The president’s once-wayward eldest son embraces his new role in business and politics on his terms.
He never quite got over a string of setbacks. One was his failure to be granted tenure at the University of Chicago in 1973, though he had taught there for a decade and been widely published. He attributed the rejection at least in part to prejudice against a Catholic priest; others said it had more to do with his cantankerous nature.
Google Doodle celebrates Frank Zamboni's ice-resurfacing machine
Los Angeles Times
Frank Zamboni, the man who invented the hypnotic Zamboni ice resurfacing machine, was honored Wednesday with a playable Google Doodle. It would have been his 112th birthday. Zamboni invented his ice-resurfacing machine back in the 1940s, after ...
“Style,” Vidal once said, “is knowing who you are, what you want to say, and not giving a damn.” By that definition, he was an emperor of style, sophisticated and cantankerous in his prophesies of America’s fate and refusal to let others define him.
But Mr Jobs was one of a handful of pioneers who saw what was coming. Crucially, he also had an unusual knack for looking at computers from the outside, as a user, not just from the inside, as an engineer—something he attributed to the experiences of his wayward youth.
《中英對照讀新聞》Movie director Robert Altman finally gets his Oscar 電影導演勞勃．阿特曼終獲奧斯卡 ◎ 鄭寺音2006/1/21
Maverick movie director Robert Altman is to receive his first Oscar, an honorary award saluting his 55-year career.
The 80-year-old writer and filmmaker has directed 86 films, including such classics as the Korean War drama "M*A*S*H," as well as "The Player" -- which pokes fun at Tinseltown -- "Short Cuts" and "Gosford Park."
But despite keeping Hollywood at arms length for decades, the Board of Governors of the Academy of Motion Picture Arts and Sciences, which organizes the Oscars, has voted to present him with an honorary award on March 5.
Famed for his eclectic work, fierce cinematic independence and his often-cynical social and political eye, Altman has been responsible for a staggering variety of films.
"My films may not satisfy a mass audience, but they were never made to do that," the director, who has produced 39 and written 37 of his 86 films, once told an interviewer.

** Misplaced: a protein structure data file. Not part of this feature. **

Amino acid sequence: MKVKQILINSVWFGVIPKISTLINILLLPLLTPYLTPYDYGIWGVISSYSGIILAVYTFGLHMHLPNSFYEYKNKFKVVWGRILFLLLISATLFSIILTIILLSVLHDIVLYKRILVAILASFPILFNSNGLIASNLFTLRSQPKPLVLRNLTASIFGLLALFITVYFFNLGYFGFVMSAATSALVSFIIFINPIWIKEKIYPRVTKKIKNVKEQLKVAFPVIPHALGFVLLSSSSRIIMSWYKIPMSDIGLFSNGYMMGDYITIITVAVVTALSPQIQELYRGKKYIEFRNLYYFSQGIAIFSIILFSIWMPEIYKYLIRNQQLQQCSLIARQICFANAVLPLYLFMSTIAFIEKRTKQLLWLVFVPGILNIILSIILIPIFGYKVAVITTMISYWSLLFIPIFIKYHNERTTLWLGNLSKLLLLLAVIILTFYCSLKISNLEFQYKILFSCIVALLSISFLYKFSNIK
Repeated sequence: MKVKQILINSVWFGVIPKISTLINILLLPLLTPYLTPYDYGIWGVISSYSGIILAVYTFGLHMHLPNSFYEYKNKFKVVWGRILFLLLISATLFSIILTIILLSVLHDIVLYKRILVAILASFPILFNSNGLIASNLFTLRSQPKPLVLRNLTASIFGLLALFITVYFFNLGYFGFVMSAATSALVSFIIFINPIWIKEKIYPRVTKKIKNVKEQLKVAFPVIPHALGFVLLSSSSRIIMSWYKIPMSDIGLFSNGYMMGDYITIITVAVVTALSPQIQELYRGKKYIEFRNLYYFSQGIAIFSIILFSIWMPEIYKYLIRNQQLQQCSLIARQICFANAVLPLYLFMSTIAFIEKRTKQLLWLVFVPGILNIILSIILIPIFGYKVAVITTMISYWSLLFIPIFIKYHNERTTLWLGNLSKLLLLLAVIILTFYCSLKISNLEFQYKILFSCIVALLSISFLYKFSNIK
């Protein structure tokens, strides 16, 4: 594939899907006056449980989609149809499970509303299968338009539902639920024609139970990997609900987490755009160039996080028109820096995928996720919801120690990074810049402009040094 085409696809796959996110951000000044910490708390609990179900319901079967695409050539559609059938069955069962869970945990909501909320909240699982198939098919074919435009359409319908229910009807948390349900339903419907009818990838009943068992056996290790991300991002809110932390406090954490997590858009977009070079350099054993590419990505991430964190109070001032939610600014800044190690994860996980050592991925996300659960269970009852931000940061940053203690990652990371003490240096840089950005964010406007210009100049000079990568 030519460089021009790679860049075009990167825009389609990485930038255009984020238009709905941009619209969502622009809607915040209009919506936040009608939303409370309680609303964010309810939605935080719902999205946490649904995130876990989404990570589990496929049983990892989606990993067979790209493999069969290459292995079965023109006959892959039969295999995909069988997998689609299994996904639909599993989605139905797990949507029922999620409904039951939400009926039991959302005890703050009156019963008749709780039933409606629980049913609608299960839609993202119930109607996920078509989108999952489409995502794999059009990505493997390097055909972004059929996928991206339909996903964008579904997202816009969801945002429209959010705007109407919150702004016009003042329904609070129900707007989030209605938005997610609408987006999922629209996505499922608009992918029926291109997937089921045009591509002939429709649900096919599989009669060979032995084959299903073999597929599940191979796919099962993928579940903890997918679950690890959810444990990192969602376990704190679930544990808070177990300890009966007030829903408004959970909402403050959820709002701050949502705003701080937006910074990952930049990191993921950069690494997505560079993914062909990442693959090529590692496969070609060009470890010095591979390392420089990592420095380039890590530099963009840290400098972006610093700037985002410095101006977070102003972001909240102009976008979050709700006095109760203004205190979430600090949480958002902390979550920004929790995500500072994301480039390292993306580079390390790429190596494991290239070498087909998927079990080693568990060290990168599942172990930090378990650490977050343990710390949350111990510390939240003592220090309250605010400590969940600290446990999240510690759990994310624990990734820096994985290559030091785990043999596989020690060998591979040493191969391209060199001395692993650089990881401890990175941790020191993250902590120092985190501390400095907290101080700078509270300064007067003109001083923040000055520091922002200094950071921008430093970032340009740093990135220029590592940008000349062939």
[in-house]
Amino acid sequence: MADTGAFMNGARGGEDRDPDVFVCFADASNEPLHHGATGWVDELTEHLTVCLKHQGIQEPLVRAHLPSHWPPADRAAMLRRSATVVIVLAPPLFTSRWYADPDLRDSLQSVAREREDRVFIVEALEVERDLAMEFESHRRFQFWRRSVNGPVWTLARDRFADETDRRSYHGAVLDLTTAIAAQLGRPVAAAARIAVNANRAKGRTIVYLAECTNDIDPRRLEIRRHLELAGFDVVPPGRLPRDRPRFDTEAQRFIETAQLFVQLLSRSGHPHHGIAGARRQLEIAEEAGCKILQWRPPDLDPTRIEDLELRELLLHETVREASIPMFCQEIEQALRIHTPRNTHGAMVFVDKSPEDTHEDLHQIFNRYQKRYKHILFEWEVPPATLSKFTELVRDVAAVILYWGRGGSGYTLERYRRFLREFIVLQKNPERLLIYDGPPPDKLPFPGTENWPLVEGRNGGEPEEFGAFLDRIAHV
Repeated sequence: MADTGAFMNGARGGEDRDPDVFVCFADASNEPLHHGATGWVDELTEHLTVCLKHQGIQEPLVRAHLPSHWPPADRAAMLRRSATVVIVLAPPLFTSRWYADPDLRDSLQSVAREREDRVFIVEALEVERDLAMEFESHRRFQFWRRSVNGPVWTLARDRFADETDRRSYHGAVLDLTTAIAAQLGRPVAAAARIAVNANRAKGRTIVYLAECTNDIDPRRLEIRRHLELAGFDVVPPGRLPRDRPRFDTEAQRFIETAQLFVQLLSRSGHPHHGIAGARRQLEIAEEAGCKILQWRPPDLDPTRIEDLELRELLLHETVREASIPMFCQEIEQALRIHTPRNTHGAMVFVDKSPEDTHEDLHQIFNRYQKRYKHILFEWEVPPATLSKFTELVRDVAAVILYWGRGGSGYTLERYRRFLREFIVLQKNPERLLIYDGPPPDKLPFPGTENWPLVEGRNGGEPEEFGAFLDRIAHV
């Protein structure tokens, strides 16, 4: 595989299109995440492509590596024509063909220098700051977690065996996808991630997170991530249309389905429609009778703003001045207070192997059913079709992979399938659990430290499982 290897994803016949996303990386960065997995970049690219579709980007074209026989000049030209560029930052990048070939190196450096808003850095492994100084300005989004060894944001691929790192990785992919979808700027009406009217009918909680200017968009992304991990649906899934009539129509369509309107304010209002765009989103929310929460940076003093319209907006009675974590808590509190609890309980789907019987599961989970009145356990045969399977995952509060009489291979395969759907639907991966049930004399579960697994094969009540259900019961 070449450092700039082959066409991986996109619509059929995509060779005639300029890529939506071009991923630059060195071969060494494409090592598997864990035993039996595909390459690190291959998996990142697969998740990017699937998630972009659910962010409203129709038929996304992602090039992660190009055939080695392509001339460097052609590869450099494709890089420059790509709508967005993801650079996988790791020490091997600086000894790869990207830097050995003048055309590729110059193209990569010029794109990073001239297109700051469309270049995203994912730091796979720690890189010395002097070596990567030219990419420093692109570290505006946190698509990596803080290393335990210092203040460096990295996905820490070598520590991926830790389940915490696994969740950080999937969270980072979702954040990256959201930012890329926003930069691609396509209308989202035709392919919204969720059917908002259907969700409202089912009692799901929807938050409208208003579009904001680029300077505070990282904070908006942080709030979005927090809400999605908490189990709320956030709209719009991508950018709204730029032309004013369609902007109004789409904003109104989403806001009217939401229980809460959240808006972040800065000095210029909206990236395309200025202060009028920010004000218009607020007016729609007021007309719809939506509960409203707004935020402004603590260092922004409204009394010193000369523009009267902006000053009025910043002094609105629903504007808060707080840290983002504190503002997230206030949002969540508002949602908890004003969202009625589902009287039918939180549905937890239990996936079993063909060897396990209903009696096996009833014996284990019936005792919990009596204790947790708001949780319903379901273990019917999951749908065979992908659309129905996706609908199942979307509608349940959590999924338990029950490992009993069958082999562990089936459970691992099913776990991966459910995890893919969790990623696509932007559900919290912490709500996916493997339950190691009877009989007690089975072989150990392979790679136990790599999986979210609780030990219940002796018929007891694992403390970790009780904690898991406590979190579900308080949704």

poke fun at︰ 戲弄、嘲弄。The children often poke fun at him because of his stammer. （孩子們常譏笑他有口吃）。
keep （somebody） at arms length ︰疏遠，保持距離。
eclectic adjective FORMAL
Methods, beliefs, ideas, etc. that are eclectic, combine whatever seem the best or most useful things from many different areas or systems, rather than following a single system:
an eclectic style/approach
an eclectic taste in literature
very shocking and surprising:
It costs a staggering $50 000 per week to keep the museum open to the public.
Obituary: Robert Altman
Colourful, maverick film-maker who refused to toe the studio line.
Tuesday November 21, 2006
Robert Altman: made the impossible look easy
Success in Hollywood came late to Robert Altman, and by the time he became a celebrity at 45, it seemed he had already settled into the role that suited him - the grand old man, cantankerous and wayward. He was compared to Fellini, as a creator of a cinematic world entirely his own, to Welles and to Stroheim. Like the latter two, he knew spectacular decline after glory, but unlike them, had a journeyman's pragmatism that allowed him to carry on, and more than once to resurface triumphantly.
(from Cambridge Advanced Learner's Dictionary)
toe (OBEY) verb
toe the line to do what you are ordered or expected to do:
Ministers who wouldn't toe the party line were swiftly got rid of.
arguing and complaining a lot:
He's getting a bit cantankerous in his old age.
wayward adjective OLD-FASHIONED
(especially of a person's behaviour) changeable, selfish and difficult to control
1 to rise to the surface of the water again:
When the divers did not resurface after an hour, three crew members dived down to look for them.
2 to appear again after being lost, stolen or absent:
Please contact me if any of the stolen paintings resurface.
Jill resurfaced last week, after spending the past few months doing research in the library.
3 If a memory resurfaces, you remember it again after you had forgotten about it:
Memories of his childhood resurfaced when he saw the photographs.
v. re·sur·faced, re·sur·fac·ing, re·sur·fac·es
To cover with a new surface: resurfacing a road; resurfaced the floor.
To come to the surface again; reappear: The rumor has resurfaced.